Exactly 54 years ago, the Soviet Union’s Luna 3 Probe opened its camera shutter and snapped the first pictures of the lunar far side — a sight that had eluded human eyes since the beginning of time.
Top image: The first photo of the lunar far side taken by the Soviet spacecraft Luna 3 on Oct. 7, 1959. The right three-quarters of the disk is the far side. A = Mare Moscoviense, B = Tsiolkovsky Crater with central peak, C = Mare Smythii (on the near side-far side border) and D = Mare Crisium (near side). Credit: Roscosmos
For millennia, human eyes have seen only one face of the moon. Put a dude from the Iron Age in a time machine and whisk him to 2013 and he’d see the same pattern of light lunar highlands punctuated by dark grey spots you see. Night after night after night.
Telephoto view of the far side with Mare Smythii (Sea of Smyth) at left and bright crater Giordano Bruno at center. Credit: Roscosmos
That all changed 54 years ago today when the Soviet Union’s Luna 3 probe opened its camera shutter and snapped the first pictures of the lunar far side. Though blurry and banded with electronic noise, everyone who saw them sat up in surprise. The backside barely resembled the front. It lacked in the familiar lunar maria, the dark spots that we instinctively patch together to form the face of the “man in the moon”.
Telephoto image of Mare Moscoviense is at upper right with Tsiolkovsky and its bright central peak at lower right. You can begin to see vague outlines of many more craters in this picture. Click for more historic photos. Credit: Roscosmos
Only two dark ovals were seen, Mare Moscoviense (Sea of Moscow) and the lava-filled floor of the crater Tsiolkovsky, named for Konstantin Tsiolkovksy, the Russian rocket pioneer. The rest, which looks like dried paste, is jammed with craters and related the near side’s light-toned, cratered highlands. Both are remnants of the original lunar crust that solidified as the moon cooled after formation.
The dramatic difference between near side and far side shows up in this much more recent global map of the map made by Clementine Mission in 1994. The map is centered on the near side with its many lunar “seas” or maria. The far side trails off to the left and right of center. Mare Moscoviense is at upper right. Credit: NASA
Darker areas or “seas” are more recent basaltic lavas that welled up to fill huge impact scars left by colliding asteroids. They contain iron-rich minerals from deep beneath the crust which make them less reflective, hence darker in comparison to the highlands.
Tidal locking results in the moon rotating about its axis in about the same time it takes to orbit the Earth (left side). If the Moon didn’t spin at all, then it would alternately show its near and far sides to the Earth while moving around our planet in orbit, as shown in the figure on the right. Credit: Wikipedia
The moon hides its back or far side through a neat trick – it rotates at the same rate as it revolves around the Earth. Normally, rotation would bring new features into view, but every little bit it turns, it moves an equal amount along its orbit, hiding what would otherwise be exposed. It’s called synchronous rotation or tidal locking. Most of the larger moons in the solar system are tidally locked to their planets. Jupiter’s four biggest and brightest moons are a great example.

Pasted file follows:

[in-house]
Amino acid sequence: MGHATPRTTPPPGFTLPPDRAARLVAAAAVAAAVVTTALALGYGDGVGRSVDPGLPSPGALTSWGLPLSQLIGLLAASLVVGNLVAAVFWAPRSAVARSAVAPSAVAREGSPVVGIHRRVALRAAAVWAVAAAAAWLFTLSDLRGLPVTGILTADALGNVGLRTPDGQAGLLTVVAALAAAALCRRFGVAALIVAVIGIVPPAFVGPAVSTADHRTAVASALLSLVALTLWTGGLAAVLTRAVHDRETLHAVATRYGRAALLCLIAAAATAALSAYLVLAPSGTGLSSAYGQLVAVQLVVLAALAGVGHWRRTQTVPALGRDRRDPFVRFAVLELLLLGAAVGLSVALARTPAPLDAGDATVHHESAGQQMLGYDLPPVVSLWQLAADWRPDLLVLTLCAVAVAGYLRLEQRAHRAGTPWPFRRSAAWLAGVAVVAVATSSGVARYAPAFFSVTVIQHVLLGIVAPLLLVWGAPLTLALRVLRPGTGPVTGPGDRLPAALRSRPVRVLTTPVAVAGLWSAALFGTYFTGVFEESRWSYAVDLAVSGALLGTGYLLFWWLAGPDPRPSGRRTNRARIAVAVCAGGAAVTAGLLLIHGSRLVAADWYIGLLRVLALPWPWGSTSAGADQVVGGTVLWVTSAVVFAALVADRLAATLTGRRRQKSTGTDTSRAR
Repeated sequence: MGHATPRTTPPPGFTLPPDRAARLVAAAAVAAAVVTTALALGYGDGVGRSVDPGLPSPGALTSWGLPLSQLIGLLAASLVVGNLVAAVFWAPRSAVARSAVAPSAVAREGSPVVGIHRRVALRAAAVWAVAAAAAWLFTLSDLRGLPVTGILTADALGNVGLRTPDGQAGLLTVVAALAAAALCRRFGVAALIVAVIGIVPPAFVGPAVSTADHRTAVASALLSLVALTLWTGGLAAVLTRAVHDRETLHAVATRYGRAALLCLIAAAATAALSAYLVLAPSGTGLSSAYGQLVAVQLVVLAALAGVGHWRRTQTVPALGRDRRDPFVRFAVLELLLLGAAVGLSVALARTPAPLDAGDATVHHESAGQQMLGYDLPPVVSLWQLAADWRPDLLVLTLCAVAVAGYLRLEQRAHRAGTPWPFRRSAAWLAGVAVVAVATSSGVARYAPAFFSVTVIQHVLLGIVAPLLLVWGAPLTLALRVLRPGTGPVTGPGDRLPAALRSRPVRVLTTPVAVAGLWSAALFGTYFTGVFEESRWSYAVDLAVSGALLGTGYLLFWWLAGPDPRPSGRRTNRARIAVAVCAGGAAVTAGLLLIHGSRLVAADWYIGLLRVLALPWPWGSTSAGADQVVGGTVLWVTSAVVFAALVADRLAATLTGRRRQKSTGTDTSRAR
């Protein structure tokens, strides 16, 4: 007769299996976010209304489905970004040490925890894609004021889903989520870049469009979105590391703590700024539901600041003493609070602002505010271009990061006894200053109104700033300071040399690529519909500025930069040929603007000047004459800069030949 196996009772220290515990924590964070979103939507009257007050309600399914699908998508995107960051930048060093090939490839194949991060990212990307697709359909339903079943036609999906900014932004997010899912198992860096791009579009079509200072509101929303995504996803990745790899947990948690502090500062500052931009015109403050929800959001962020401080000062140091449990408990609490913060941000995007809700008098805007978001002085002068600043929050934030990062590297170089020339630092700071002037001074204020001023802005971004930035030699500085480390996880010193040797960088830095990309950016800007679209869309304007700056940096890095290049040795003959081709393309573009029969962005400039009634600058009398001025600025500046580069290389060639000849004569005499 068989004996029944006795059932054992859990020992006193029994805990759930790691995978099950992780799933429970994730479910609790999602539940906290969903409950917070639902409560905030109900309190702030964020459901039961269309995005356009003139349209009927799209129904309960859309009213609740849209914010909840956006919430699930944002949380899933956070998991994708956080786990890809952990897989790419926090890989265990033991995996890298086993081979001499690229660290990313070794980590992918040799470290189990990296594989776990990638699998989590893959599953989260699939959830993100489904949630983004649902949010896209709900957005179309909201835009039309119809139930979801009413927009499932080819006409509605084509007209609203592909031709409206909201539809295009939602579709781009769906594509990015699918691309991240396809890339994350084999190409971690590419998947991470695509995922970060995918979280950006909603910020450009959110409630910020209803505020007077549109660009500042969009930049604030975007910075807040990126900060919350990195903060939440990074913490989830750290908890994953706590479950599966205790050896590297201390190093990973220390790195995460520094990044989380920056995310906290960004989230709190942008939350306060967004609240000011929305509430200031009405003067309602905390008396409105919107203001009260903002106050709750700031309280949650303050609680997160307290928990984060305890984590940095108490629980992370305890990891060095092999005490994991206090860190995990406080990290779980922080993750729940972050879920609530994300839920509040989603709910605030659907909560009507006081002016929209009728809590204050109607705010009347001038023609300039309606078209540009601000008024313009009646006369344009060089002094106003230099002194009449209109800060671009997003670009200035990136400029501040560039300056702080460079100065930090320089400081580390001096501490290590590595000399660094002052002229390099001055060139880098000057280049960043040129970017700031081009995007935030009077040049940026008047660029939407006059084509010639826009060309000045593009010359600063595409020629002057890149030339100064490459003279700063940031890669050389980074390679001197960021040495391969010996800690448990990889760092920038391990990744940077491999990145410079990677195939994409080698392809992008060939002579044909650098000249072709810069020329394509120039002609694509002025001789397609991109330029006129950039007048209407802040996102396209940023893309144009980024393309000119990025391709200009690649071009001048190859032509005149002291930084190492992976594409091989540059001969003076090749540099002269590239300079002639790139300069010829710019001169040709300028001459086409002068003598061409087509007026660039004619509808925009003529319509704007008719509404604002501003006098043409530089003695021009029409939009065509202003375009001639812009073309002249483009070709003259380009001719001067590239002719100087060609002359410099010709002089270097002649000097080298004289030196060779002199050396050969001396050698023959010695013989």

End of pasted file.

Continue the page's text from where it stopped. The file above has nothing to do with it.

Luna 3 probe sent to the moon by the then Soviet Union. It held two cameras and its own film processing lab. Credit: NASA
Equipped with both wide angle (200 mm) and telephoto (500 mm) lenses, Luna 3 took 29 pictures covering about 70 percent of the far side during its loop around the moon. The first picture was shot from 39,500 miles away (63,500 km), the last taken 40 minutes later from 41,445 miles (66,700 km) distant. After the photo session was done, the probe passed over the moon’s north pole and headed back toward Earth.
Temperature and radiation-resistant film used for the photos was automatically moved to an onboard processor where it was developed, fixed and dried. A cathode ray tube then shot a beam of light through the film and onto a photoelectric multiplier, a light-sensitive device that converted the different gradations of tone into electric signals which were then transmitted to Earth. Almost sounds like a fire brigade, but hey it worked!
High resolution photo map of the moon’s far side imaged by NASA’s Lunar Reconnaissance Orbiter. Mare Moscoviense lies at upper left and Tsiolkovsky at lower left. Click for a hi res image. Credit: NASA
So what’s the reason for the moon’s split personality? We know the far side crust is 50 miles (80 km) thick versus 37 miles (60 km) for the near side. A thicker far side crust may have prevented magma from reaching and flooding the surface as they did on the near side. Heat released by the decay of radioactive elements also may play a role. NASA’s probe found more on the near side, where they may have encouraged the formation of hot magmas that eventually found their way to the surface.
What caused the fascinating asymmetry is unknown, but it may have to do with the slowing of the moon’s rotation into its present tidally-locked state under the heavy hand of Earth’s dominating gravitational influence.
This article originally appeared at Universe Today and is republished with permission.